A recent decision of the Ontario Superior Court raises an issue that is of increasing concern to insurers: the loss of litigation privilege.
In Podeszwa et al and D. Preete et al and the Corporation of the City of London, the court held that an engineering report, privileged in one lawsuit, had to be produced to the opposing parties in a second action, following settlement of the first suit. The court said: “whereas solicitor and client privilege protects confidential matters between solicitor and client forever, litigation privilege protects a lawyer’s work product until the end of the litigation”.
You can access a copy of the decision at http://www.canlii.org/on/cas/onsc/2004/2004onsc11652.html
In this case, the City of London had been the defendant in an earlier action arising out of an MVA. An adjuster retained by the City’s insurer commissioned a report from an engineering firm, but did not produce it to the opposing parties.
Some time later, there was another MVA close to the site of the first one. A second legal proceeding was brought as a result of the second accident and the City was again named as a party. (It was in this second litigation that the ruling was made.)
Meanwhile, the City had settled the first action, for which its adjuster had obtained the engineering report. One of the parties in the second action sought production of that report, arguing that when the first lawsuit ended, so too did the “litigation privilege” that had attached to the report. Madam Justice Templeton agreed and ordered the City to produce the engineering report to the parties in the second action, even though it had never been produced in the first action.
This ruling stems from the Court of Appeal’s 1999 finding, in General Accident v. Chrusz, that when litigation is no longer in “contemplation” (even though it remains a possibility), litigation privilege ends. Justice Templeton’s ruling confirms that a document protected from production in one legal proceeding will lose that protection when the litigation is over, even if other litigation then ensues.
What would happen if we changed the facts of Podeszwa slightly? Imagine that there had been only one accident but two lawsuits arising out of it. Would an engineering report obtained by an adjuster in relation to the first lawsuit still be privileged in the second action, even after the first litigation had ended?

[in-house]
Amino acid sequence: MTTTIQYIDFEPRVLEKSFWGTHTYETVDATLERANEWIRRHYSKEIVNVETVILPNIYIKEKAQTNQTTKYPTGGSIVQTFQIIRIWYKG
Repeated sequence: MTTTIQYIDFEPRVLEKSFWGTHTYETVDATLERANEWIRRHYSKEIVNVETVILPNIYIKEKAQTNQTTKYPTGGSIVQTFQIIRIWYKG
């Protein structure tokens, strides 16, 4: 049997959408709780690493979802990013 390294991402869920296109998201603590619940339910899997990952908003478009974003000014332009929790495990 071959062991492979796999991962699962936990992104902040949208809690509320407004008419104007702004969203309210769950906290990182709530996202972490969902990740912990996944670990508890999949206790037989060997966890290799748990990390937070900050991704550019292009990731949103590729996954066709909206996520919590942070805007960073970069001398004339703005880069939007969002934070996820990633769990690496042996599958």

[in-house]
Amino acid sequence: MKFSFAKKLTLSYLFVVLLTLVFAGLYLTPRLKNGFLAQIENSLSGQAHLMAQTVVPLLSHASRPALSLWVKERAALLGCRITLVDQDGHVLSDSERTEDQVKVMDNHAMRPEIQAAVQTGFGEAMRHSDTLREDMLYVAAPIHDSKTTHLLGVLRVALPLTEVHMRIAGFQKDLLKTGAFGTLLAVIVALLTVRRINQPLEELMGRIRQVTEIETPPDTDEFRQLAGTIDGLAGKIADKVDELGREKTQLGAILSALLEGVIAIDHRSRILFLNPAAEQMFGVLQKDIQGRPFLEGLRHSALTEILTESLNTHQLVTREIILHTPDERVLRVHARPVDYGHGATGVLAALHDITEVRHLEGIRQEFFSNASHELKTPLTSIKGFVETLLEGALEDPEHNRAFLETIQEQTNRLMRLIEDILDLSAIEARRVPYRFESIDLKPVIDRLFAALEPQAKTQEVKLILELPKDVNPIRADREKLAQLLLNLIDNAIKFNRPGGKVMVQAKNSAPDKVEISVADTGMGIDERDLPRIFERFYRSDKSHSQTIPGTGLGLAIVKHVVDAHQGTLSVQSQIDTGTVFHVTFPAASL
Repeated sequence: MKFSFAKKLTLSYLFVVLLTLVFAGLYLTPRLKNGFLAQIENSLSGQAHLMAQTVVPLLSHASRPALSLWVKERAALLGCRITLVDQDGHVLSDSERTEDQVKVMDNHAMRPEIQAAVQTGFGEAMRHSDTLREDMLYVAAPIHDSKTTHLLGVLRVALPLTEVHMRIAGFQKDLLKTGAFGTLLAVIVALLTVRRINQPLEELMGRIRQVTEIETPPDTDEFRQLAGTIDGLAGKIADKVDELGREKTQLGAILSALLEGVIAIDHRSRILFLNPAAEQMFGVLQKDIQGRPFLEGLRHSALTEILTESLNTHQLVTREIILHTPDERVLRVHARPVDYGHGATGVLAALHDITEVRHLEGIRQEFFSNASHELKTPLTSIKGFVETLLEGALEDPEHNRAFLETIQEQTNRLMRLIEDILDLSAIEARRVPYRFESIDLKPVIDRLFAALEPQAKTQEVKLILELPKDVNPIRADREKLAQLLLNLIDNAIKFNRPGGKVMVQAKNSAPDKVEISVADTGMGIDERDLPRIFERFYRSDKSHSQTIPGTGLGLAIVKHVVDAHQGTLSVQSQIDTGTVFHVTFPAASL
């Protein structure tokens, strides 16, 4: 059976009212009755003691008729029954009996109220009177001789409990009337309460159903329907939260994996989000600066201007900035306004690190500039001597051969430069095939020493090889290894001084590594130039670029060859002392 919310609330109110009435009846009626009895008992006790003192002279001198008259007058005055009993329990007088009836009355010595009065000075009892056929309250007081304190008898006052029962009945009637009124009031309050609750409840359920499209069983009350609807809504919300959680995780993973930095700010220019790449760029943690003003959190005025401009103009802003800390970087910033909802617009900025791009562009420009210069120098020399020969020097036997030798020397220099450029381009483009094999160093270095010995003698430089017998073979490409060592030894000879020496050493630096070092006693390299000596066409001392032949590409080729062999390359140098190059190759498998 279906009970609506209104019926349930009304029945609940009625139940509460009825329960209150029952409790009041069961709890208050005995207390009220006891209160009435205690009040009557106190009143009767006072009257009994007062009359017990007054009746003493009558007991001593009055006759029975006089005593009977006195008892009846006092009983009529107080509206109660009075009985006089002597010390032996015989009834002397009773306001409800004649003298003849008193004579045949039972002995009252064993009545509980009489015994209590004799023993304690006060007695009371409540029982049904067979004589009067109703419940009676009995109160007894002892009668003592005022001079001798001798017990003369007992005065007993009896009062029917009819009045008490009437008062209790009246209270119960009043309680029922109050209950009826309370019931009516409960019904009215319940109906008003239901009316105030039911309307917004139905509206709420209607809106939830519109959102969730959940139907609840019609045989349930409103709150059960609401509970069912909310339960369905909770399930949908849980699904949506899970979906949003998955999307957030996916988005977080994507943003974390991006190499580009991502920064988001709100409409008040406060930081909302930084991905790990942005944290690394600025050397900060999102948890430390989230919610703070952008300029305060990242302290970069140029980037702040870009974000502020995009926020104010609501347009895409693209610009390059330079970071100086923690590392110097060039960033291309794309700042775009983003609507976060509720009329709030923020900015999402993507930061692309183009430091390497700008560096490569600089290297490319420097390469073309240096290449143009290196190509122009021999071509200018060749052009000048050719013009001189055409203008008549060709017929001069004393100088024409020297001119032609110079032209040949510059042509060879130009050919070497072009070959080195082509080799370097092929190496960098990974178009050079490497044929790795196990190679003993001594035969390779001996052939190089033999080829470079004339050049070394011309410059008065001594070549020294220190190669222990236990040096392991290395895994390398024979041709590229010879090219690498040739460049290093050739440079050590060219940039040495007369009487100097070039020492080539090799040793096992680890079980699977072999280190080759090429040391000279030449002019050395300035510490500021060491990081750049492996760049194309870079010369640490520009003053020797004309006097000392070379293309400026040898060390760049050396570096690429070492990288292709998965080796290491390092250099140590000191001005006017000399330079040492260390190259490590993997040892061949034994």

We think it would. The test established by the caselaw is whether the dominant purpose of the document being created was “reasonably contemplated litigation”. There is no requirement that a particular lawsuit be contemplated.
There are three points to bear in mind, in the wake of this decision:
1. documents protected by solicitor-client privilege generally remain privileged forever. This privilege is different from the “litigation privilege” that was considered in Podeszwa and applies to confidential communications between solicitor and client for the purpose of seeking or receiving legal advice.
2. the court in Podeszwa appears to have attached some significance to the fact that the engineering report was obtained by an adjuster. It is possible (although not clear from Justice Templeton’s decision) that the outcome might have been different if the report had been obtained by the City’s lawyer, rather than its adjuster. When in doubt, it would be preferable to commission experts’ reports through your counsel.
3. remember that documents you have treated as confidential and protected by litigation privilege (these might include, for example, adjusters’ reports, your own internal claims memoranda, surveillance, etc.) could turn out to be producible in some other lawsuit, after the original litigation has ended.